Florida’s jobless rate drops in June, but recovery is still partial

The state's jobless rate dropped in June by more than three points.
Florida’s jobless rate drops in June after historic high. Pictured is Cindy West, 36, with her children at a rally for unemployment benefits in Tampa. [Margo Snipe | Times]
Florida’s jobless rate drops in June after historic high. Pictured is Cindy West, 36, with her children at a rally for unemployment benefits in Tampa. [Margo Snipe | Times] [ MARGO SNIPE | Tampa Bay Times ]
Published Jul. 17, 2020|Updated Jul. 17, 2020

After peaking in May, Florida’s unemployment rate fell as the state continued in its partial economic recovery.

State numbers released Friday showed the jobless rate dropped to 10.4 percent from May’s 14.5 percent. The more than three-point improvement is still far from March’s 4.4 percent when the first indications of a pandemic began to show.

Florida added 296,000 jobs last month.

“One of the concerns we have now is that you’re still looking at a weaker pace of demand in the overall economy,” Raymond James Financial senior economist Scott Brown said.

Tampa Bay’s jobless rate dropped to 9.2 percent in June from May’s 12.2 percent. Hillsborough County’s rate was 9.1 percent, down from 11.8 percent the month prior. Pinellas Count saw a jobless rate of 9 percent from 12.4 percent, while Hernando County went to 10.2 percent from 13.5 percent. Pasco County’s rate was 9.4 percent, down from 12.6 percent.

Neighboring Polk County had the fourth-highest unemployment rate in June — 14.1 percent. Osceola County had the state’s highest jobless rate at 22.9 percent.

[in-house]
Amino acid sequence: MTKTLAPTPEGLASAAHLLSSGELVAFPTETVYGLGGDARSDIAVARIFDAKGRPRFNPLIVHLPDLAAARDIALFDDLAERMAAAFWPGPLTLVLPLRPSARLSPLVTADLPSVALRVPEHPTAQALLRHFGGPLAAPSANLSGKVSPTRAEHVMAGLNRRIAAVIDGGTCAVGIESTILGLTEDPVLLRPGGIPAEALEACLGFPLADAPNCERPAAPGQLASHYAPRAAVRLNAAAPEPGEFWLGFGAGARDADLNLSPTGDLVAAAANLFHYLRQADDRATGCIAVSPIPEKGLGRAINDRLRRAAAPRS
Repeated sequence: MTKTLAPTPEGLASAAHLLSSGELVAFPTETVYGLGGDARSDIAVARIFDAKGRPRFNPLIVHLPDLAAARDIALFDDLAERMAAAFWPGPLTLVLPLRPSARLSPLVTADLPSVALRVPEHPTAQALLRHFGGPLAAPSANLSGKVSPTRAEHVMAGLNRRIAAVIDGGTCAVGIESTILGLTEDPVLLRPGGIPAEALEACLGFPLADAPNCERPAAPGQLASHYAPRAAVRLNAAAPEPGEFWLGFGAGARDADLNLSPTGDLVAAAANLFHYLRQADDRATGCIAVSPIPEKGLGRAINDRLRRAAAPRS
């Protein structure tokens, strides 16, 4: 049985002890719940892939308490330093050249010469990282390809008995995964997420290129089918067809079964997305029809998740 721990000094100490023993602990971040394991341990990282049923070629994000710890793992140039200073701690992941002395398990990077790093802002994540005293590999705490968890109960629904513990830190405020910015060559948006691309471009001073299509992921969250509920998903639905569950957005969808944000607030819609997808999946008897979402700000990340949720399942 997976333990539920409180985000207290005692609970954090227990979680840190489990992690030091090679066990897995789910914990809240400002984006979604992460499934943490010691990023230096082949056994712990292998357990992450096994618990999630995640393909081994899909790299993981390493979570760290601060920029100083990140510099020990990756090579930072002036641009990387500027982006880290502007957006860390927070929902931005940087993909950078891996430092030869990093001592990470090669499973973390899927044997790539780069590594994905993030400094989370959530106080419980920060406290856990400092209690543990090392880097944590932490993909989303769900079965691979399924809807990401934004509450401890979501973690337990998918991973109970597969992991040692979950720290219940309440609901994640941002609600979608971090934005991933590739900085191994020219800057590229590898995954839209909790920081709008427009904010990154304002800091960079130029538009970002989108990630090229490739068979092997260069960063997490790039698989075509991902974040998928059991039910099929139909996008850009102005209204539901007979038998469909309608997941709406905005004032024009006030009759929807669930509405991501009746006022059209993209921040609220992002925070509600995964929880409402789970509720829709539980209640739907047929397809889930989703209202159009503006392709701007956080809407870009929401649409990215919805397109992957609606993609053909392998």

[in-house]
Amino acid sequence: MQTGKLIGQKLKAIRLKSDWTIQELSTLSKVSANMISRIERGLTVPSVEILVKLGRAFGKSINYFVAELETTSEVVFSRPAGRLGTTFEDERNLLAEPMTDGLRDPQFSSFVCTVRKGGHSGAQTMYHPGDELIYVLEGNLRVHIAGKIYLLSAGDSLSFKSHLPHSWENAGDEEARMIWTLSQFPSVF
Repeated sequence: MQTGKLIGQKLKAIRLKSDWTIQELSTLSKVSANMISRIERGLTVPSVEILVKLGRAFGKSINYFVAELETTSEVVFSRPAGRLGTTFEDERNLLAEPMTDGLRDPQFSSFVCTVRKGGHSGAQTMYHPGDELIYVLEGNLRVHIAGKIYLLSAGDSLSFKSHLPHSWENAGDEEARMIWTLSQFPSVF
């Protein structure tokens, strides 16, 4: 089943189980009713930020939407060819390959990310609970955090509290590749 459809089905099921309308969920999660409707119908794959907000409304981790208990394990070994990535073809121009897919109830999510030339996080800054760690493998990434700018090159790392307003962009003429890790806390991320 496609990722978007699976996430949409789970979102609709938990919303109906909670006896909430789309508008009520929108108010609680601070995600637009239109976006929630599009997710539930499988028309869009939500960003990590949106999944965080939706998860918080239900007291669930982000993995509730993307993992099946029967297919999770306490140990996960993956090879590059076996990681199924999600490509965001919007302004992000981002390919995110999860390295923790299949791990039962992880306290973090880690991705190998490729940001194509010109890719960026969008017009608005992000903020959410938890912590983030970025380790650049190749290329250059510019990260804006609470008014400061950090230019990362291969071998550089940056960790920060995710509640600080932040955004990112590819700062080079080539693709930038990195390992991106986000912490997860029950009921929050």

Tampa Bay added 26,100 jobs over the month, the fourth-highest over-the-month addition by Florida’s metro areas. All metro areas lost jobs compared to this time least year except the Villages, which added 100 jobs.

What dampens the small monthly gains in the unemployment rate and jobs added, Brown said, are the continually increasing jobless claims filed across Florida. The most recent count of unemployment claims spiked to 129,400 for the week ending July 11, nearly double from the week before.

“We may see that continuing over time,” Brown said. “Firms are still going to be laying people off in broader areas, not just those immediately affected by the pandemic.”

Related: In a week, Florida’s new unemployment claims nearly double

Some areas of the economy are beginning to show some signs of recovery, such as retail sales. Auto sales, Brown said, also ticked up. Because many people are staying home and spending less, their savings may be growing if they are still employed.

“That’s a down payment for a car or a house,” he said.

How Florida’s economy fares going forward, Brown said, depends in large part on the progression of the virus. But other factors may have immediate impacts, such as whether Congress extends the extra $600 per week unemployment benefits that are slated to end July 31.

“That’s going to be a problem,” he said. “It is an election year, so there is an incentive to (extend it).”

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